A Gothic Cathedral Turns 800 Years Old
Notre-Dame of Amiens in France is one of the great Gothic cathedrals of Europe. Its construction began in 1220, and artistic production in the Gothic mode lasted well into the 16th century.
In his new book, Notre-Dame of Amiens: Life of the Gothic Cathedral, Lisa and Bernard Selz Professor of Medieval Art History Emeritus Stephen Murray describes the building from a variety of perspectives and time periods, and celebrates the cathedral’s 800th anniversary. He discusses Notre-Dame of Amiens with Columbia News, as well as the ongoing restoration of Notre-Dame of Paris, what books he’s currently immersed in, and which scholars he would like to thank over dinner.
Q. What gave you the idea for this book?
A. There are two principal sources of inspiration. First, my 50-year engagement with the cathedral itself—a building that I first visited during Easter in 1969, and which has remained central in my life, never failing to entice and influence me. The city of Amiens adopted me as an honorary citizen in 1998, and Amiens’ University of Picardy, Jules Verne awarded me an honorary doctorate in 2019. Second, my 30-year commitment to teaching the students of the Columbia Core. It was in this context that I began to experiment with computer simulation, video, and animation in order to make the cathedral come alive in the classroom. The same context led me to a critical awareness of the role of the interlocutor and the power of story-telling.
Q. What makes Notre-Dame of Amiens such a distinctive Gothic cathedral?
A. Amiens Cathedral just feels right. Somehow, the designers managed to achieve the perfect combination of beauty, precariousness, and awe in order to induce a sense of the sublime. Beside Amiens, Reims and Chartres cathedrals feel heavy and uninspired. At the same time, the very imperfections in the edifice provide essential clues that allow us to tell the story of the builders.
Q. How did the various social groups—layfolk, clergy, artisans, builders—connected to the cathedral interact with the building and each other over the centuries?
A. The interaction of builders and users was far more complex than most modern visitors would expect. We are used to the notion of the separation of builders and users—yet in a cathedral, the builders were the users. The elite masons and upper level of city dwellers shared much of the same culture as the clergy, and the ordinary folk and laborers were bound to the cathedral by multiple ties of devotion and contractual relationships.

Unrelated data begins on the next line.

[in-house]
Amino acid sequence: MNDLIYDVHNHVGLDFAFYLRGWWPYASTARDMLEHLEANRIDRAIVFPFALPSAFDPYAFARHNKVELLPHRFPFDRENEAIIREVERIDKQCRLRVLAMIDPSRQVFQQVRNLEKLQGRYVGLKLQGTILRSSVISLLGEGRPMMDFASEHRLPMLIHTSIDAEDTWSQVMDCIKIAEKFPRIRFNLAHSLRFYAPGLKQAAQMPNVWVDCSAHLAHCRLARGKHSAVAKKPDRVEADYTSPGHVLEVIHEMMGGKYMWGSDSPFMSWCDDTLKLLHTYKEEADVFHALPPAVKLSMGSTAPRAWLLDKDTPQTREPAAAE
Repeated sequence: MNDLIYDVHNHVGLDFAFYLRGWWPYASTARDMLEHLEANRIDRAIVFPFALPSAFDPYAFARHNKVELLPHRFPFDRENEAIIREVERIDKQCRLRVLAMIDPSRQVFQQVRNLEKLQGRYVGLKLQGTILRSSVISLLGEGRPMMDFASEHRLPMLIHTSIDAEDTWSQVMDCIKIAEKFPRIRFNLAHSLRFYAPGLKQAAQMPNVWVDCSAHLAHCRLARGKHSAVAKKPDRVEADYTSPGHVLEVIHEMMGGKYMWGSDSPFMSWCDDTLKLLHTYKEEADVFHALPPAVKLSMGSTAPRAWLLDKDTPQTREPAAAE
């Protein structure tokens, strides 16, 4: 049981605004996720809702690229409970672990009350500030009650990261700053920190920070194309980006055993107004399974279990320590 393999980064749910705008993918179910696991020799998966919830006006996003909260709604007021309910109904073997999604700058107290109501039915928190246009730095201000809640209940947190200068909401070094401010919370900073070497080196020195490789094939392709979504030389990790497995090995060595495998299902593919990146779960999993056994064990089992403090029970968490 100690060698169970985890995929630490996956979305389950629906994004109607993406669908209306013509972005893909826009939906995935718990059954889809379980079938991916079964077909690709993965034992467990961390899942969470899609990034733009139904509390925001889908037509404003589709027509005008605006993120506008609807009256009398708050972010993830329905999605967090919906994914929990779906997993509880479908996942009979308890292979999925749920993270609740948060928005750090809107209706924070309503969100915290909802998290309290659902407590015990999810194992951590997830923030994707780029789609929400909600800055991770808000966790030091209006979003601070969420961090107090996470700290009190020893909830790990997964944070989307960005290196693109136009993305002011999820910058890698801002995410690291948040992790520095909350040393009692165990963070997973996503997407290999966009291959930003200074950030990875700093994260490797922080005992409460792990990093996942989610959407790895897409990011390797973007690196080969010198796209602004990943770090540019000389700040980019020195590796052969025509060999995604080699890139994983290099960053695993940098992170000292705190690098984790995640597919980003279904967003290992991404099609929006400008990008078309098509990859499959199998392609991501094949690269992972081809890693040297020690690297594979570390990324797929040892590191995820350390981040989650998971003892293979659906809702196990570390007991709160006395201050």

Q. Is the cathedral simply a relic, a thing of the past, or is it an enduring monument that is still relevant now?
A. The world response to the disastrous fire at Notre-Dame of Paris in April of 2019 provided an extraordinary demonstration of what that cathedral means to millions of people. After that calamity, Notre-Dame of Amiens received many visitors who otherwise would have gone to the Parisian cathedral. A cathedral compels us to enter and explore while, at the same time, points emphatically to the lives of the clergy and artisans who created it. The building animates the past and projects us to the future. It gives us hope.
Q. Have people been visiting the cathedral in Amiens during the pandemic?
A. The cathedral doors have remained open during the pandemic, but there are far fewer visitors than usual. Most of the celebrations and events associated with the 800th anniversary of the cathedral (1220-2020) were canceled.
Q. Let’s return to Notre-Dame of Paris. Has the restoration been moving forward despite COVID-19?
A. The cathedral is now sheltered under a provisional roof, the flying buttresses and damaged masonry have been shored up, and the stained glass removed. Two great cranes have facilitated the removal of the old fire-damaged scaffolding around the crossing. Rather than attempting a new high-tech spire, France decided to replicate the old one built in the mid-19th century by Viollet-le-Duc. It should be noted that the design of this spire was based upon the beautiful clocher doré (central steeple) of Amiens Cathedral. It is expected that services will resume at the cathedral in Paris in 2024.
Q. What's the last great book you read?
A. Sara Baume’s Spill, Simmer, Falter, Wither. The author provides a deeply moving portrait of the symbiotic—and, in some ways, salvific—relationship between two deeply flawed creatures, one human and the other, canine.
Q. What's on your reading list now?
A. My survival during the COVID sequestration owes much to my recent acquisition of a Kindle reader, which has led me to return to many of the old classics I read years ago—or which I should have read, but did not. I am currently marveling at Steinbeck’s ability in the Grapes of Wrath to weave together the diachronic dynamic of a gripping, forward-moving story with synchronic reflections—some of them almost lyrical—on the state of things, in nature as well as in human relations.
Q. What architectural history book can you recommend for getting through this pandemic winter?
A. I very much like Tom Nickson’s Toledo Cathedral: Building Histories in Medieval Castile. It is beautifully produced; the cathedral presents itself both through great images and readable text, and you are led to engage in the stories of the past.
Q. You're hosting a dinner party. Which three scholars or academics, dead or alive, would you invite and why?
A. I am feeling retrospective, and would like to converse with and thank three scholars—all now passed away—who really made a difference in my life and in the lives of many others: Howard Colvin, librarian of Saint John’s College, Oxford, who helped me find my path as an architectural historian, and who was a generous dinner host in Oxford. François Bucher, who was the most witty and creative of all the historians of medieval architecture. And Anne Prache, who was a great Gothic scholar and a most generous mentor of young Americans in Paris.